An operating system is a group of programs that manage all activities on the computer.

When you turn on a computer, the operating system programs run and check to be sure all the parts of the computer are functioning properly. Once loaded, the operating system manages all activities on the computer and the interactions with input (keyboard, mouse, etc.) and output devices (printers, monitors, etc.).

The operating system is a component of the system software in a computer system.

The operating system is the most important program that runs on a computer. Every general-purpose computer must have an operating system to run other programs and applications. Operating systems perform basic tasks, such as recognizing input from the keyboard, sending output to the display screen, keeping track of files and directories on the disk, and controlling peripheral devices such as disk drives and printers.

For large systems, the operating system has even greater responsibilities and powers. It is like a traffic cop -- it makes sure that different programs and users running at the same time do not interfere with each other. The operating system is also responsible for security, ensuring that unauthorized users do not access the system.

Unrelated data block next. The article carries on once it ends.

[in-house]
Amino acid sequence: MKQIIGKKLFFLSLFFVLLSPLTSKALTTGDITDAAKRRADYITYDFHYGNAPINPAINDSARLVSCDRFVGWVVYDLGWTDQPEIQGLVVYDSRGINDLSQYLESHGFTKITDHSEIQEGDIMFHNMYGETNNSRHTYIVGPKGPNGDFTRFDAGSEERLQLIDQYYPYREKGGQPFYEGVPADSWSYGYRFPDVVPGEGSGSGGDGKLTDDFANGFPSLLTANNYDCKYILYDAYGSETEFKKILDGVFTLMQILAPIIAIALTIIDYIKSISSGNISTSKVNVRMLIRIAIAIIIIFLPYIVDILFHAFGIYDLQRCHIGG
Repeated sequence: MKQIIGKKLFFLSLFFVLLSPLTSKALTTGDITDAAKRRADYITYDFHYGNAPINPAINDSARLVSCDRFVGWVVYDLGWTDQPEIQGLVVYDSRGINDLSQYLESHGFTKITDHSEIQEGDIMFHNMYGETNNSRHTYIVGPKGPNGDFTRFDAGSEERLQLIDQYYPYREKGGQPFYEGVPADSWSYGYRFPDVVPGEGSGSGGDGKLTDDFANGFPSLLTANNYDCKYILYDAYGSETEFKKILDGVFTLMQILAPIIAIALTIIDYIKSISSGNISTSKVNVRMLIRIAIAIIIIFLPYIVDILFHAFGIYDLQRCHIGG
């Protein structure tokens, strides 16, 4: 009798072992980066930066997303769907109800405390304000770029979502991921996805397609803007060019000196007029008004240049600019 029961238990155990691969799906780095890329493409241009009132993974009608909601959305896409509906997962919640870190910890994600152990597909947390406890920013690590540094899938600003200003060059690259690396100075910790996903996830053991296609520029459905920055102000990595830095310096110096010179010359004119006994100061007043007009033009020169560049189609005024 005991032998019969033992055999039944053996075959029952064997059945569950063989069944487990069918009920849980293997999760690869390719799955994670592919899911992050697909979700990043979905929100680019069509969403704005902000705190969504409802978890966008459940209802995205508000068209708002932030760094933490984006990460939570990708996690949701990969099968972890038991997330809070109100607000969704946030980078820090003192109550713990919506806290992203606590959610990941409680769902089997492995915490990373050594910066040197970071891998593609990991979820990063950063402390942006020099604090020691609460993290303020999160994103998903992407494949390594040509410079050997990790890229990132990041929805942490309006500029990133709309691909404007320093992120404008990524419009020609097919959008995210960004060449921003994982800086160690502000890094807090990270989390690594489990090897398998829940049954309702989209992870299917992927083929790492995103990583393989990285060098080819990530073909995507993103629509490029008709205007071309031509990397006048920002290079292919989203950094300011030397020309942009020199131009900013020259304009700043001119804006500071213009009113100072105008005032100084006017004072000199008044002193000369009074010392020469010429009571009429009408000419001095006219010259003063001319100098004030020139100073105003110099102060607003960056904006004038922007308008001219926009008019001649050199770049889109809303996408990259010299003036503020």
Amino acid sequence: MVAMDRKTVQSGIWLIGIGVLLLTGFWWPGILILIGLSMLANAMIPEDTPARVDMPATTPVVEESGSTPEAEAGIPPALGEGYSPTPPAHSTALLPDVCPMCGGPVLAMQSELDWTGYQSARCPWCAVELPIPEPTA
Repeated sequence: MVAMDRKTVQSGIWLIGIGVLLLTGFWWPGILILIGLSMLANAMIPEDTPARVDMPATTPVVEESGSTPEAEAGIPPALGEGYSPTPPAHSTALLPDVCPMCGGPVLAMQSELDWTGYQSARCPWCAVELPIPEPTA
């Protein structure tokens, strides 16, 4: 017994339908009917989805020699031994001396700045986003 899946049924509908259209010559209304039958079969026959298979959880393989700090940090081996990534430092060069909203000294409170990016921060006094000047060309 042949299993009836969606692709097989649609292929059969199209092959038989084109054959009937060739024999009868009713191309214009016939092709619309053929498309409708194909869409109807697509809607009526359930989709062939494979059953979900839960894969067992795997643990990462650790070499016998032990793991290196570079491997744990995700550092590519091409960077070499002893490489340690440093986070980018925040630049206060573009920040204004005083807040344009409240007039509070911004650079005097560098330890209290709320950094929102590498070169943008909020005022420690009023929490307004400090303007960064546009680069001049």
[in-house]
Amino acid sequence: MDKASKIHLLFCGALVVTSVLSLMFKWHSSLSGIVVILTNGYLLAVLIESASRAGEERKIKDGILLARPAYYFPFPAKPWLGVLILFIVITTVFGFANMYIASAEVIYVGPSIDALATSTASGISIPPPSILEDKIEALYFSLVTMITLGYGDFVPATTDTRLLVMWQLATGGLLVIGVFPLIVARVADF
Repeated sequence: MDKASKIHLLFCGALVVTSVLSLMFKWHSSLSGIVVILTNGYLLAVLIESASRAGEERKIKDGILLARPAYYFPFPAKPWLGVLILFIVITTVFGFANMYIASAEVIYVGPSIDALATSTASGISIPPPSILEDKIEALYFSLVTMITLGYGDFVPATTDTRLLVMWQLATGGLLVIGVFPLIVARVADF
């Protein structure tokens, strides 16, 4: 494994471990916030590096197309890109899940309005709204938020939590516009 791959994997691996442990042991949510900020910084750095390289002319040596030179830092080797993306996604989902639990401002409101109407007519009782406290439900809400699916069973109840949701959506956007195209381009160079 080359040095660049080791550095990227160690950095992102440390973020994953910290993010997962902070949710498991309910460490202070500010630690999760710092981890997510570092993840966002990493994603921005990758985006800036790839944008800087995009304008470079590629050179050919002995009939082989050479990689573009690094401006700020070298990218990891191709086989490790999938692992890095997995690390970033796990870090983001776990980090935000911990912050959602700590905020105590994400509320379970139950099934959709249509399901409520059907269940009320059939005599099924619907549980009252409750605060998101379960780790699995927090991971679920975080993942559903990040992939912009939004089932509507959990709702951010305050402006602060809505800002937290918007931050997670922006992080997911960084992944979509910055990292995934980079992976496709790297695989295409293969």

The Classification of Operating systems

•Multi-user: Allows two or more users to run programs at the same time. Some operating systems permit hundreds or even thousands of concurrent users.
•Multiprocessing : Supports running a program on more than one CPU.
•Multitasking : Allows more than one program to run concurrently.
•Multithreading : Allows different parts of a single program to run concurrently.
•Real time: Responds to input instantly. General-purpose operating systems, such as DOS and UNIX, are not real-time.

Operating systems provide a software platform on top of which other programs, called application programs, can run. The application programs must be written to run on top of a particular operating system. Your choice of operating system, therefore, determines to a great extent the applications you can run. For PCs, the most popular operating systems are DOS, OS/2, and Windows, but others are available, such as Linux.

Interacting With the Operating System